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In the following code echo $d prints value 0

#!/bin/sh
printf "Enter the IP address: "
read server
a=":"
b="["
c="]"
d=$b$server$c
echo $d
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$ ./test.sh Enter the IP address: 192.168.0.1 [192.168.0.1[. Seems to work for me. What shell are you using? (Also not that you do not use $c) –  carlpett May 17 '12 at 5:38
    
This script works correctly, how are you running it? –  birryree May 17 '12 at 5:39
    
Sorry it was typing mistake,code runs when I try to concatenate with $b but I want d as [IP_address] –  shraddha May 17 '12 at 5:44
    
Which shell are you using? This works fine in bash. –  Jim Garrison May 17 '12 at 5:57
2  
I grew up with a real Bourne shell; I'd use d="$b$server$c" automatically to avoid risks (and echo "$d" too). I doubt if you'd have any problems with the double quotes. But I'm not sure why you're running into trouble, either. –  Jonathan Leffler May 17 '12 at 6:39
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2 Answers

up vote 0 down vote accepted

You're already using printf. Use printf instead of echo. This works just fine:

printf "Enter the IP address: "
read server
a=":"
b="["
c="]"
d="${b}${server}${c}"
printf "%s\n"  $d

Whenever you are having problems with echo, you can use printf just like the way I show it. In fact, I recommend that you use it instead of echo. Here's an example:

echo -n "Enter a string: "
read string
echo "$string"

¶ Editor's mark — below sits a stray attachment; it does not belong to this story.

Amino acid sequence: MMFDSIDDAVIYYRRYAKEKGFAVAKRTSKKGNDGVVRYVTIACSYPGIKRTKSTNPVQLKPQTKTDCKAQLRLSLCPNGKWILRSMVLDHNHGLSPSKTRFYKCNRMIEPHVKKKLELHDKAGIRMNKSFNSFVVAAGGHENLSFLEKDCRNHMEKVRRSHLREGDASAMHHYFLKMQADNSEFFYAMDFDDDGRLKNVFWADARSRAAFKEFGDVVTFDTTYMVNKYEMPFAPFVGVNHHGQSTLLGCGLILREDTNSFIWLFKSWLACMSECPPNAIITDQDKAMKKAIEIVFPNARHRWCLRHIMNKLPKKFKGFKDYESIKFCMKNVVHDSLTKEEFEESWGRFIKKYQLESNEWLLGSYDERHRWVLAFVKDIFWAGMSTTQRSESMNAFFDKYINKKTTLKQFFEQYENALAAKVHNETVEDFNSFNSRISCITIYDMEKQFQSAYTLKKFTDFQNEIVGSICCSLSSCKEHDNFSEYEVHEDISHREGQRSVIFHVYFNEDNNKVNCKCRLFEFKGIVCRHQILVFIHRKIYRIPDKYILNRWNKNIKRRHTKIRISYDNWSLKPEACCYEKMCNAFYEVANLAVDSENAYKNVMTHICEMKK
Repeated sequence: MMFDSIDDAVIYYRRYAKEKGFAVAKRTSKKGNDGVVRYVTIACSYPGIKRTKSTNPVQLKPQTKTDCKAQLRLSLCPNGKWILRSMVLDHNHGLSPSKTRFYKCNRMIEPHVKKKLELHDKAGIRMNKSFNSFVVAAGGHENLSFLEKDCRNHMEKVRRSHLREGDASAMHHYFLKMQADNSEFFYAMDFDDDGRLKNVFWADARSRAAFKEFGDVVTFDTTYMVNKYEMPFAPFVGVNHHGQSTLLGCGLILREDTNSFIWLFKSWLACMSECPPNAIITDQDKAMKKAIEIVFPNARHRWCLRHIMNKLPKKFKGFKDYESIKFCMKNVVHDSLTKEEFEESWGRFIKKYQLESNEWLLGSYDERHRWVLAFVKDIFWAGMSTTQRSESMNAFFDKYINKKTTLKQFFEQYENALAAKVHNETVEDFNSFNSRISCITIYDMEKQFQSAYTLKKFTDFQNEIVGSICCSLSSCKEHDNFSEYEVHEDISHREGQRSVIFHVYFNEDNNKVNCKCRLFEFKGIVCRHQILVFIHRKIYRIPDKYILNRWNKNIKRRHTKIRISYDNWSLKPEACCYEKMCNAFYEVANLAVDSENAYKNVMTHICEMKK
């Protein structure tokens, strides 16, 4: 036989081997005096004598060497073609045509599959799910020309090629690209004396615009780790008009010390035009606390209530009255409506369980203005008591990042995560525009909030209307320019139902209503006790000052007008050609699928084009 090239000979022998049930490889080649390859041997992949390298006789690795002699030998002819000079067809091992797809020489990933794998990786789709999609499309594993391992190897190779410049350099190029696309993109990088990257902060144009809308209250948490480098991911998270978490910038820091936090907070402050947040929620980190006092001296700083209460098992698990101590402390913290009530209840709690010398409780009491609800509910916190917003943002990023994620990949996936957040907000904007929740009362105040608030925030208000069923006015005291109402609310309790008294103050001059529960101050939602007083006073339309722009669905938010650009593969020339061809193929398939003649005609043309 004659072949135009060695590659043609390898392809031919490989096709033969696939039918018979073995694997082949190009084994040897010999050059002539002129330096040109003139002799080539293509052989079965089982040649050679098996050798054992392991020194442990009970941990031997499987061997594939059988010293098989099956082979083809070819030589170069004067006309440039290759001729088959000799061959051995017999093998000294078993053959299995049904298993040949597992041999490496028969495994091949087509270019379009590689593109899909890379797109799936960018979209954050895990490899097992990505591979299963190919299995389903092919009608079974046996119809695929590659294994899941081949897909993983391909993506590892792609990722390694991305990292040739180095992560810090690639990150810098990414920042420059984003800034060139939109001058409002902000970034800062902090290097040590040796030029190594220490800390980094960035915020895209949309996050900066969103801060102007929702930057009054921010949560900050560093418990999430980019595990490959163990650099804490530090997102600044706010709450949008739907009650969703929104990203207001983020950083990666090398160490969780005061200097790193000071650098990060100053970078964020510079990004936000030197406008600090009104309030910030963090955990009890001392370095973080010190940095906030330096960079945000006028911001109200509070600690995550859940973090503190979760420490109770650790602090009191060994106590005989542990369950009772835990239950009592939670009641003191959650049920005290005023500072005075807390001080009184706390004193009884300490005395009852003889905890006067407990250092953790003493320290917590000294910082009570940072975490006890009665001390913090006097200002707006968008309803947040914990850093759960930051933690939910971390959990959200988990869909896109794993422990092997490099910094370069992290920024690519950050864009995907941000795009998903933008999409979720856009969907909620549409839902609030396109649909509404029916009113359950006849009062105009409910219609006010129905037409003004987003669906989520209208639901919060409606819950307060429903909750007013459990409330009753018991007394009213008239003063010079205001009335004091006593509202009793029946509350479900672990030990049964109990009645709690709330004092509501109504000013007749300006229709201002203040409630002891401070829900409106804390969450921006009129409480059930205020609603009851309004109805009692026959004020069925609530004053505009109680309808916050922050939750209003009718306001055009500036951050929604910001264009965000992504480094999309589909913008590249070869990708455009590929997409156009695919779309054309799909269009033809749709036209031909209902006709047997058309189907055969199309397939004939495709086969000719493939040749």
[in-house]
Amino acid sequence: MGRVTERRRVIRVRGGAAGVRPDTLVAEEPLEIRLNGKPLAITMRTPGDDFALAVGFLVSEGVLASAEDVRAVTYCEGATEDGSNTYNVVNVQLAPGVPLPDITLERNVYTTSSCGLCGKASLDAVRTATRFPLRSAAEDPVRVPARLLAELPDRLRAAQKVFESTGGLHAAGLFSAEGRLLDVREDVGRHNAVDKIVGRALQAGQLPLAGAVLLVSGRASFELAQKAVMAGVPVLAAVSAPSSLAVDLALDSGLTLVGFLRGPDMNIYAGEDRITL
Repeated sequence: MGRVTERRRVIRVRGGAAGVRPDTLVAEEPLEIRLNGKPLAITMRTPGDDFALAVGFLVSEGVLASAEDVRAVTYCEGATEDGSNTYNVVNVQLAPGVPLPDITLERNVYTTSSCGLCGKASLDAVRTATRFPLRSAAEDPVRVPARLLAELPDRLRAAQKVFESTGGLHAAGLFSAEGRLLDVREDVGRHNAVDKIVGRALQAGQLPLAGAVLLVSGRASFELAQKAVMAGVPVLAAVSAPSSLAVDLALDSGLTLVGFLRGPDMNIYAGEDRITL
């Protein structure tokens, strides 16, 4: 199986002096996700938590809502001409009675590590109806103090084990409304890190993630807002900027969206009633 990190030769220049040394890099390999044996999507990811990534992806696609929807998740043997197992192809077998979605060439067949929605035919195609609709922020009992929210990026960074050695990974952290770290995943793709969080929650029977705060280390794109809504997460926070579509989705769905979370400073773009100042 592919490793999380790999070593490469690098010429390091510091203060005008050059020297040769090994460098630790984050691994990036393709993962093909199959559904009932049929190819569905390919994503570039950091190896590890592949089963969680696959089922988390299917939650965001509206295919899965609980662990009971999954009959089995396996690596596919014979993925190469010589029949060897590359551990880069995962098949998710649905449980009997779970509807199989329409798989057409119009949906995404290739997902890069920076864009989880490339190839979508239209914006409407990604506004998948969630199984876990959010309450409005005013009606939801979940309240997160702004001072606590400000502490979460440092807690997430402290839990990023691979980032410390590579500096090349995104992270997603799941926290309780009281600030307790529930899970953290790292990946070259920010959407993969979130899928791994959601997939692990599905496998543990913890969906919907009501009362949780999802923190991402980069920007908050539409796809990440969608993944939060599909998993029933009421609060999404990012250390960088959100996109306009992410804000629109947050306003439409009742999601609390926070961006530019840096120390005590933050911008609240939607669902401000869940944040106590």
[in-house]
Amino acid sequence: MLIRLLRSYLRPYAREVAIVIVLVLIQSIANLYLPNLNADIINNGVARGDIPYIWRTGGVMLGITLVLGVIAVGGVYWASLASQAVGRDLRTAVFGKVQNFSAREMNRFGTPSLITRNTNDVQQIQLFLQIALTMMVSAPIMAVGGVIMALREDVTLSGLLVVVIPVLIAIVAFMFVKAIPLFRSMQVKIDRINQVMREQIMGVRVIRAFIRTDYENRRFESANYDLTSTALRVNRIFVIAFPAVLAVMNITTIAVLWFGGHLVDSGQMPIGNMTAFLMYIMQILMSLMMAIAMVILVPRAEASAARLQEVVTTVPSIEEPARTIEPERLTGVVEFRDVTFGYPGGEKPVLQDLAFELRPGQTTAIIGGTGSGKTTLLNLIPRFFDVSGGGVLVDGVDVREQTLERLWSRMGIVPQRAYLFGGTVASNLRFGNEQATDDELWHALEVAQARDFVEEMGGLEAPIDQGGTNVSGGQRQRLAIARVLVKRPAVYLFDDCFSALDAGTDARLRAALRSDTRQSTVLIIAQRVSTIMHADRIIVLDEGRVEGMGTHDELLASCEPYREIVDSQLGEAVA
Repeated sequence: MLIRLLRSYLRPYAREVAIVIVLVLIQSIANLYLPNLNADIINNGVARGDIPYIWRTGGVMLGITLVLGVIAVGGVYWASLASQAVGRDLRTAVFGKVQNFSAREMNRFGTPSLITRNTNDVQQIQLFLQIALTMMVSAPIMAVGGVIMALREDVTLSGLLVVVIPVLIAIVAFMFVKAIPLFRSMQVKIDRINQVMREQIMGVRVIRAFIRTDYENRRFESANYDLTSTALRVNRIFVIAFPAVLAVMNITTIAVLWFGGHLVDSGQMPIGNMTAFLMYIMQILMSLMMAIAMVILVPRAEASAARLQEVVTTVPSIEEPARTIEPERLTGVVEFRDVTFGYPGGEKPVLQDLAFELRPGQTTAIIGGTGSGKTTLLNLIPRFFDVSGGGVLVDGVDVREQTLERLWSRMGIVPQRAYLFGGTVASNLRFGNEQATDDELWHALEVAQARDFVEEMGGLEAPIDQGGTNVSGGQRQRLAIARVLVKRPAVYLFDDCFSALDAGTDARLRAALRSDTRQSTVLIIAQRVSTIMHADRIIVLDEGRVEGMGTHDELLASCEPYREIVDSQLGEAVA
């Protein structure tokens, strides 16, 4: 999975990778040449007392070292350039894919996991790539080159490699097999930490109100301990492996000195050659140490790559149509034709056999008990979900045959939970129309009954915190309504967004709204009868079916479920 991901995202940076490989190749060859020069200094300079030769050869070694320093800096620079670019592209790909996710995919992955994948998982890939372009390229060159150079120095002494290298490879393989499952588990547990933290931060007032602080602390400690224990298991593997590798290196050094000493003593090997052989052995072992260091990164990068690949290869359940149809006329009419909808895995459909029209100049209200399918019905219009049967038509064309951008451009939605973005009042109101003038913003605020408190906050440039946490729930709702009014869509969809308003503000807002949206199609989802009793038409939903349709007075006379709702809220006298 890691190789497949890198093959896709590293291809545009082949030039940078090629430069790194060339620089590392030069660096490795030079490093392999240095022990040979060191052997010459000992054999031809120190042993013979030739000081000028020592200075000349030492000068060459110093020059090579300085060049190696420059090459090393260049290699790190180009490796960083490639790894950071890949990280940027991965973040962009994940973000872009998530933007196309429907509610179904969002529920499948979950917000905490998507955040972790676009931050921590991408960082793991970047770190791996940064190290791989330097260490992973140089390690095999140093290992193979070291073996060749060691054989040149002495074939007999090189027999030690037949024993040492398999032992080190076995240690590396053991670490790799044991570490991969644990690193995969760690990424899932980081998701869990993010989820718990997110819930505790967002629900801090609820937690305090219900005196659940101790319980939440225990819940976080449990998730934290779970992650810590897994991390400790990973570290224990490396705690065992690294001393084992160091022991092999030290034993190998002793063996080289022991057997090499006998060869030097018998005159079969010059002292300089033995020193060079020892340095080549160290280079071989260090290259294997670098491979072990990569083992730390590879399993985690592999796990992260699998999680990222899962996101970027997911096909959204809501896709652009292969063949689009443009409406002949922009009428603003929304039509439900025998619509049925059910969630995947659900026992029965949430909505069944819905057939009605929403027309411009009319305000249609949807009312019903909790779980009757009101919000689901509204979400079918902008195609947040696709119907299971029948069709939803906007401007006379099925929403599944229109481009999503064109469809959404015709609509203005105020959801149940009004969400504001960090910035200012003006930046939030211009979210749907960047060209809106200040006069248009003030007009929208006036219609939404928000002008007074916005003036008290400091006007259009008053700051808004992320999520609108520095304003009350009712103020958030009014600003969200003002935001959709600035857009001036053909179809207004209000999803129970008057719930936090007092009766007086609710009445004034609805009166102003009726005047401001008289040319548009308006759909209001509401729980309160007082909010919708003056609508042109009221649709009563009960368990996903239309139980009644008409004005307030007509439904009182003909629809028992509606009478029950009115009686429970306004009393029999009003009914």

Seems simple enough, but what if I entered -foo as my string? The echo will fail. However, this will work:

printf "%s" "Enter a string: "
read string
printf "%s\n" $string

No matter what you enter in for $string.

I did change the setting of $d by using quotes and curly braces. If you don't use quotes when setting d, and someone enters in this * is a string for your IP address, your program will expand * to match all of th files in the directory. Probably something you don't want. The curly braces just make it easier to see variables when they're all smushed together like that. Plus, it'll probably put each word on its own line.

Enter this * is a test as your IP address and try setting $d without quotes and then with quotes and see what happens.

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If you echo a variable without quoting it, the contents are subject to, among other things, glob expansion. A glob consisting of open and close square brackets with something between them is seen by the shell as a pattern which is a choice of any of the characters within.

Here's a demonstration:

$ mkdir newdir
$ cd newdir
$ var='[192.168.0.1]'
$ echo $var     # unquoted
[192.168.0.1]
$ touch 0
$ echo $var     # unquoted
0
$ echo "$var"   # quoted
[192.168.0.1]

As you can see, there is a file in the directory (after the touch command) called "0". There is a "0" inside the square brackets which matches. The sequence of characters inside the square brackets is simply that, not a string (when the variable is unquoted), but the duplicates are ignored. In this example, [192.680] is equivalent.

The lesson? You have a file named "0" in your directory. The solution? Always quote variables when their consumed.

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